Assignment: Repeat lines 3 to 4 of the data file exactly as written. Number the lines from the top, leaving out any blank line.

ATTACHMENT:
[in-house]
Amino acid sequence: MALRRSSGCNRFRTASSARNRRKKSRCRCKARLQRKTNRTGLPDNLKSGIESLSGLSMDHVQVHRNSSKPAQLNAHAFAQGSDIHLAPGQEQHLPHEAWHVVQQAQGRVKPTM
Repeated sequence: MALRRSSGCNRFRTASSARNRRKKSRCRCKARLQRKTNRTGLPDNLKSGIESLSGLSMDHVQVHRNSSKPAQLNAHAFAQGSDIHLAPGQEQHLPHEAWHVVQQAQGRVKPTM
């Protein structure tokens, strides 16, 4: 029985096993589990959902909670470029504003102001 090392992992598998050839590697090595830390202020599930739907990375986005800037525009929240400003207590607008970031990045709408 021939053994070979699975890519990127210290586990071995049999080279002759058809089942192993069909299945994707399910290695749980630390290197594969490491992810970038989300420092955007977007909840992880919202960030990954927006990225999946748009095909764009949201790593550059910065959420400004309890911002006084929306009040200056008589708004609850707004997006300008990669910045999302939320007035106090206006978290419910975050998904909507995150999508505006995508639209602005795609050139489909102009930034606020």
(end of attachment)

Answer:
Repeated sequence: MALRRSSGCNRFRTASSARNRRKKSRCRCKARLQRKTNRTGLPDNLKSGIESLSGLSMDHVQVHRNSSKPAQLNAHAFAQGSDIHLAPGQEQHLPHEAWHVVQQAQGRVKPTM
């Protein structure tokens, strides 16, 4: 029985096993589990959902909670470029504003102001 090392992992598998050839590697090595830390202020599930739907990375986005800037525009929240400003207590607008970031990045709408 021939053994070979699975890519990127210290586990071995049999080279002759058809089942192993069909299945994707399910290695749980630390290197594969490491992810970038989300420092955007977007909840992880919202960030990954927006990225999946748009095909764009949201790593550059910065959420400004309890911002006084929306009040200056008589708004609850707004997006300008990669910045999302939320007035106090206006978290419910975050998904909507995150999508505006995508639209602005795609050139489909102009930034606020």